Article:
A price cap for pre-pay gas and electricity meters is to be introduced, energy regulator Ofgem has announced.
:: What does it mean for consumers?
The charge will affect some four million of the poorest households in the UK, saving them around £75 annually from April. In total some £300 million will be slashed from UK home bills in total each year.
The price cap will remain in place until 2020, when the introduction of "smart meters" is expected to be completed.
:: Why is it being brought in?
Authorities have been concerned for some time about the amount people using pre-paymeters are spending on their power. A report in June by competition watchdog the Competition and Markets Authority (CMA) warned that 70% of people using the system were on a more expensive "default" standard variable tariff, costing consumers £1.4 billion more than in a competitive market.
The cheapest plans were £260 to £320 more expensive than for people paying by direct debit because pre-payers face limited competition from suppliers and have less ability to switch and find better deals.
:: What does it mean for energy providers?
Moves to liberalise the domestic energy market. From the spring of 2018, providers will have to share customer data to allow rivals to offer them better deals.
A pilot scheme database will be introduced that allows competitors to offer domestic users on standard variable rates for three years or more better-value packages.
The move will target "disengaged" consumers less likely to search for the best deal, allowing other providers to send letters to them, offering cheaper and easy-to-access deals based on their actual energy usage, under plans suggested by the CMA in June, although customers can opt out if they want.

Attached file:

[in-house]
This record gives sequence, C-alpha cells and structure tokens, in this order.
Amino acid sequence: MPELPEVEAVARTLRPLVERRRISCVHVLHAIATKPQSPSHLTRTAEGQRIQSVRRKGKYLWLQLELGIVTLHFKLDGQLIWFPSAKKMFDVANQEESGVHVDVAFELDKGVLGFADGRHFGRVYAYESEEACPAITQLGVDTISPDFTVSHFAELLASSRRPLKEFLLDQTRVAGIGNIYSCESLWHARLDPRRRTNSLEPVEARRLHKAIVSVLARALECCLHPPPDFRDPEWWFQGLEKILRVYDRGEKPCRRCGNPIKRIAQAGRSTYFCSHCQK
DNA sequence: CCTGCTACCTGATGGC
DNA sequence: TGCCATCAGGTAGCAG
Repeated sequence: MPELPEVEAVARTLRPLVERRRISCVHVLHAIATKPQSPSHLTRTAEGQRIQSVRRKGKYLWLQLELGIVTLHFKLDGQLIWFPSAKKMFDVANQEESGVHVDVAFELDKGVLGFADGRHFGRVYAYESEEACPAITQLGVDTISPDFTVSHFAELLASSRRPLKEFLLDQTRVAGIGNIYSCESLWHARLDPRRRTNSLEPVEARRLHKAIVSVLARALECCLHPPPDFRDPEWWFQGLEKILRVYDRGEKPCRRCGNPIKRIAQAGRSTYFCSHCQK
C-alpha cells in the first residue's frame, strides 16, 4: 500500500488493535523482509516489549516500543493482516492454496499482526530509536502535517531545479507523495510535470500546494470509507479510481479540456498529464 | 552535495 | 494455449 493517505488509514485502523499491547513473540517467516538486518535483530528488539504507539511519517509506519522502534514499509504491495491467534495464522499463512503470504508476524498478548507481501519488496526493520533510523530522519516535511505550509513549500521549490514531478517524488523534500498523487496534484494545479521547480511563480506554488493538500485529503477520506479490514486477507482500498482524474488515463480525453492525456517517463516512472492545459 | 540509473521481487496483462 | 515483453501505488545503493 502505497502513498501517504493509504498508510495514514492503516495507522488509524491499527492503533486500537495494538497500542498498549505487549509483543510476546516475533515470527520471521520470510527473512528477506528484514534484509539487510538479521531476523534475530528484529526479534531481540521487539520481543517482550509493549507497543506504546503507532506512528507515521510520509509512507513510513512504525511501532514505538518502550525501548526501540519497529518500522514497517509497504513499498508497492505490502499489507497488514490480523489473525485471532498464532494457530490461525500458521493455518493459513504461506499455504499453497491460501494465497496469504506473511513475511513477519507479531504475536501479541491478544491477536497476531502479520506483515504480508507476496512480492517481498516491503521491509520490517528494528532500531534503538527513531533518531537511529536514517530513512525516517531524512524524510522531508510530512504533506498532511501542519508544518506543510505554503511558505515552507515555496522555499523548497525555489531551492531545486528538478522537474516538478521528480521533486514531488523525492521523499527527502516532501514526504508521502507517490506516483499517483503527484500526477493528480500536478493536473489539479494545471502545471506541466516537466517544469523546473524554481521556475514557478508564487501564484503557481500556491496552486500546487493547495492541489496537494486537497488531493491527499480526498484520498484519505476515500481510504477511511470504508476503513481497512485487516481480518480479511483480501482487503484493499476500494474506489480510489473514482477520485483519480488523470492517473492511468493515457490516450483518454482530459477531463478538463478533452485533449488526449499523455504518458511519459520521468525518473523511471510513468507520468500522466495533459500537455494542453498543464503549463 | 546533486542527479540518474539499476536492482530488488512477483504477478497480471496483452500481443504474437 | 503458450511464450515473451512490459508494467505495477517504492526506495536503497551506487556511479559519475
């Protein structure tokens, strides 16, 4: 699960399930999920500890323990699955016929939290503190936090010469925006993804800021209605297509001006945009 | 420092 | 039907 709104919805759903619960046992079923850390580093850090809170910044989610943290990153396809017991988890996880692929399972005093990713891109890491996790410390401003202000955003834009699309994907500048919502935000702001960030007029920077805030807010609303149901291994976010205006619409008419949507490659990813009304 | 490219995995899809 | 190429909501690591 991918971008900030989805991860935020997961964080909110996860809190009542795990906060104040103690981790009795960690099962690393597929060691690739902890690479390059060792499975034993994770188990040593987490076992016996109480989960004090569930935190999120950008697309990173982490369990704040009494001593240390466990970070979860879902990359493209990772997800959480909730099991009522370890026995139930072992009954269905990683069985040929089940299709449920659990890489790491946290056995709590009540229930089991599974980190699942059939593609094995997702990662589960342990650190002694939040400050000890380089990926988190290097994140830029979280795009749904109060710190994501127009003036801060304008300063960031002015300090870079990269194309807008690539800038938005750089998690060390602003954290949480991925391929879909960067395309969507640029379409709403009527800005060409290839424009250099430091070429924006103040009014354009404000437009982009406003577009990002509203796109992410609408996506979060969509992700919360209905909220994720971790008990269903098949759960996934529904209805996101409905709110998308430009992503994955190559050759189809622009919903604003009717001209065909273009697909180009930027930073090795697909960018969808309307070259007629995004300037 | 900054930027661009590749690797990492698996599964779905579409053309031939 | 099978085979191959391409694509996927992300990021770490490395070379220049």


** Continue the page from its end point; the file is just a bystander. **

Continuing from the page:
:: Why is it coming now?
The watchdog's response follows a report published by the Competition and Markets Authority (CMA) in June setting out ways in which the market could be improved for customers.
Ofgem said it will work closely with suppliers to help "disengaged customers" who remain on expensive tariffs to shop around for better deals.
Chief executive Dermot Nolan said: "The CMA's final report is a watershed moment for industry and consumers and points the way to a fairer and more competitive future. I call on energy companies and consumer groups to seize this opportunity."
Ofgem said the meter cap will help the "most vulnerable and least likely to switch" and will save them around £75 a year from next April.
The cap is expected to remain in place until 2020 when the introduction of smart meters, which will allow customers to access better deals, will be completed.
Next year the energy regulator said it will also pilot a database service - allowing rival suppliers to offer better value deals to those who are on standard variable rates for three years or more.